Antenna shops in Japan

Learn more about Antenna shops in Japan

14 Dec · Josh ·

Antenna Shops: Travel Across Japan All in 1 Day

So…you’ve decided to visit Japan and your itinerary is all prepared. Visit Nagano where some of the country’s most delicious fruit is produced and enjoy wine tasting and shop for souvenirs produced by local artisans. Then it’s off to Hokkaido to experience the amazing expanse of Japan’s second largest island, and maybe enjoy some rich Yubari Melon flavored ice cream, for which Hokkaido is quite famous. After that dash all the way to the other end of the country and Kumamoto, the home of Kumamon, the official mascot of the prefecture and perhaps the most recognizable mascot in all of Japan. Now that you’ve spent the afternoon experiencing some of the best Japan has to offer, it’s back to your hotel to get ready for dinner. Wait…what? Oh, yes, The itinerary just mentioned can be completed in the span of a couple of hours…on foot…in the center of Tokyo.

Visit 47 Prefectures without Leaving Tokyo

How is that possible? Glad you asked. As if by magic, it’s possible to virtually visit most of Japan’s forty-seven prefectures through antenna shops located throughout central Tokyo. Antenna shops are local specialty shops sponsored by local governments throughout the country to promote their local produce and wares and provide tourism information. Conveniently located in a few of central Tokyo’s most popular neighborhoods, they are easily accessible and oddly enough, while they are wildly popular with locals, they still remain largely off the average tourist’s radar.

One Stop Shopping

Just outside the Kyobashi Gate of JR Yurakucho Station, and also accessible from underground via the Yurakucho subway line, the Tokyo Kotsu Kaikan features shops from many parts of the country like Hokkaido, Osaka, and Shizuoka, with Wakayama, Hyogo, Toyama, Fukuoka and Oita nearby as well. Just a block or two away in neighboring Ginza, you’ll find Ishikawa Prefecture’s famous gold crafts and beautiful lacquerware. Shops from Ibaraki, Kochi, Oita and Fukui are nearby as well. Throughout Ginza’s back streets you can find shops from Kumamoto, Nagano, Gunma, Iwate, Tottori/Okayama and Kagawa/Ehime prefectural shops are nearby. Closer to Tokyo Station you’ll also find shops featuring Kyoto, Nagasaki, Fukushima, Yamaguchi, Yamanashi and Hokkaido.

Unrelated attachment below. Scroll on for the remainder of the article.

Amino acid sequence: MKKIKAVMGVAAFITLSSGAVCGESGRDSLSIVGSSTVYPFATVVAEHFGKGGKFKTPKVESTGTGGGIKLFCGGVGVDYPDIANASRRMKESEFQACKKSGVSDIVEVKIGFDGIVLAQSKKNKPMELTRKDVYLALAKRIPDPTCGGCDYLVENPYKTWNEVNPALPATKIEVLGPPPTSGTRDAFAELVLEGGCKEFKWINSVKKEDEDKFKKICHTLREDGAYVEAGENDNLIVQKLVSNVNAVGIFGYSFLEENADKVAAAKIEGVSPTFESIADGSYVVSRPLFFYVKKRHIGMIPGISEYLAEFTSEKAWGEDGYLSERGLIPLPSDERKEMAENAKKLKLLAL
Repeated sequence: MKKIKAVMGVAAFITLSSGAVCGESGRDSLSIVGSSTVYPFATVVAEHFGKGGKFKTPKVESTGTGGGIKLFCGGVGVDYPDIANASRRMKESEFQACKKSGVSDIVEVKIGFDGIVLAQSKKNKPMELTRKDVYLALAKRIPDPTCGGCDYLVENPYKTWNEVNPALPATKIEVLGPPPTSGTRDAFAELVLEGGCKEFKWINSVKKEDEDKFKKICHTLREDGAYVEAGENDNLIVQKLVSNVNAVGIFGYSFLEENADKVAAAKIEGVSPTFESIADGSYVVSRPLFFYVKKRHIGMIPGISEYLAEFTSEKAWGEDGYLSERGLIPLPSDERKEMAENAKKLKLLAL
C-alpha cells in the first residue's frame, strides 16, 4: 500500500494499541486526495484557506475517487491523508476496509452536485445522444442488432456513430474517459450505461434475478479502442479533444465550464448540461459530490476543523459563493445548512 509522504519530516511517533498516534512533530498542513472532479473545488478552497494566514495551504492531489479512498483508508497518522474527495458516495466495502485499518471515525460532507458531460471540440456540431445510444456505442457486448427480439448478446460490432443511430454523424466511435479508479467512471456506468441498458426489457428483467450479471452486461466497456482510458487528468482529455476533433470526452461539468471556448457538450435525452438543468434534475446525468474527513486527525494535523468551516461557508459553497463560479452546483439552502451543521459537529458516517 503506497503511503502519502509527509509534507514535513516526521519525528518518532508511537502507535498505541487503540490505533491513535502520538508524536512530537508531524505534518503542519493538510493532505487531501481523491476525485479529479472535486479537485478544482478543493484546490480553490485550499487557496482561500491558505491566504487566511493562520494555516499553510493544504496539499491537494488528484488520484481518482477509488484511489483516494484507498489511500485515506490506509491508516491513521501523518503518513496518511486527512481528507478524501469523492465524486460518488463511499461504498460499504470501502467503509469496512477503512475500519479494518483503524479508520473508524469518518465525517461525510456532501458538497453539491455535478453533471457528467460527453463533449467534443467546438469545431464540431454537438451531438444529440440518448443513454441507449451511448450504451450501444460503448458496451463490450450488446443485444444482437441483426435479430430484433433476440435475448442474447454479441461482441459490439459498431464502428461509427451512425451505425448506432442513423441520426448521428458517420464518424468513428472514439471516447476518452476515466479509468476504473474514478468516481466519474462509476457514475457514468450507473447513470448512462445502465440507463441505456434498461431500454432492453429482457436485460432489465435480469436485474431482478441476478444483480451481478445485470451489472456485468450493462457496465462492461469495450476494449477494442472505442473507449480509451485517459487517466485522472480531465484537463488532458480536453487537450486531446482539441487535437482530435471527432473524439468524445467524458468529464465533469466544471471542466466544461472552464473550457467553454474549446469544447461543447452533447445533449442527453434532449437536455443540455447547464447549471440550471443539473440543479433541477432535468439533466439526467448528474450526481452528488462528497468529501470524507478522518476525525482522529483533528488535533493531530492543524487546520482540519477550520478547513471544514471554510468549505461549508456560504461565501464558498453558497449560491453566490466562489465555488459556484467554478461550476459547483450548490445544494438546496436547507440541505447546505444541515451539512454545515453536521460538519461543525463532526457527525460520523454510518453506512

Golden Chances to Try Something New

Notable must-sees on the antenna shop rounds might include the vanilla soft-serve wrapped in 24k gold leaf at Ishikawa Prefecture’s Hyakuman-goku Monogatari, just to say you’ve done it. You’ll find it just outside of Tokyo Metro Ginza Itchome Station Exit 4. The Nagano prefecture shop on Ginza’s Suzuran shopping street offers an amazing seasonal array of seasonal produce and local crafts along with an enviable selection of wines, complete with its own tasting bar. Nagano’s antenna shop is on Suzuran shopping street just off Harumi Dori. And, don’t miss the unforgettable taste of chocolate dipped potato chips from Royce Chocolate at Hokkaido Dosanko Plaza.

Gateway to the rest of Japan

No matter when you go you’ll always find something delicious to enjoy on the spot or take home as a tasty memory of your visit. Several of the shops have cafes featuring local fare like the collaborative effort from Tottori and Okayama near Shimbashi Station, or the Kumamoto shop located just across the street from the Tokyu Plaza building. Of course the antenna shops will have plenty of seasonal and always changing produce, but one of the greatest features of these seemingly yet-to-be discovered gems is they’re a great gateway to planning an actual visit to the areas they represent. Finding any of the antenna shops is relatively easy as they are referred to as “antenna shoppu” in Japanese. The best way to plan your virtual tour is to start with a map of Japan and choose the areas you’d like to visit, then locate them in the central Tokyo area. Then, all you need to do is plan your virtual Japan road trip.

Join us on a 3 hour food tour in Tokyo, Kyoto, Osaka or around Mount Fuji to explore  the traditions, food and culture of Japan.

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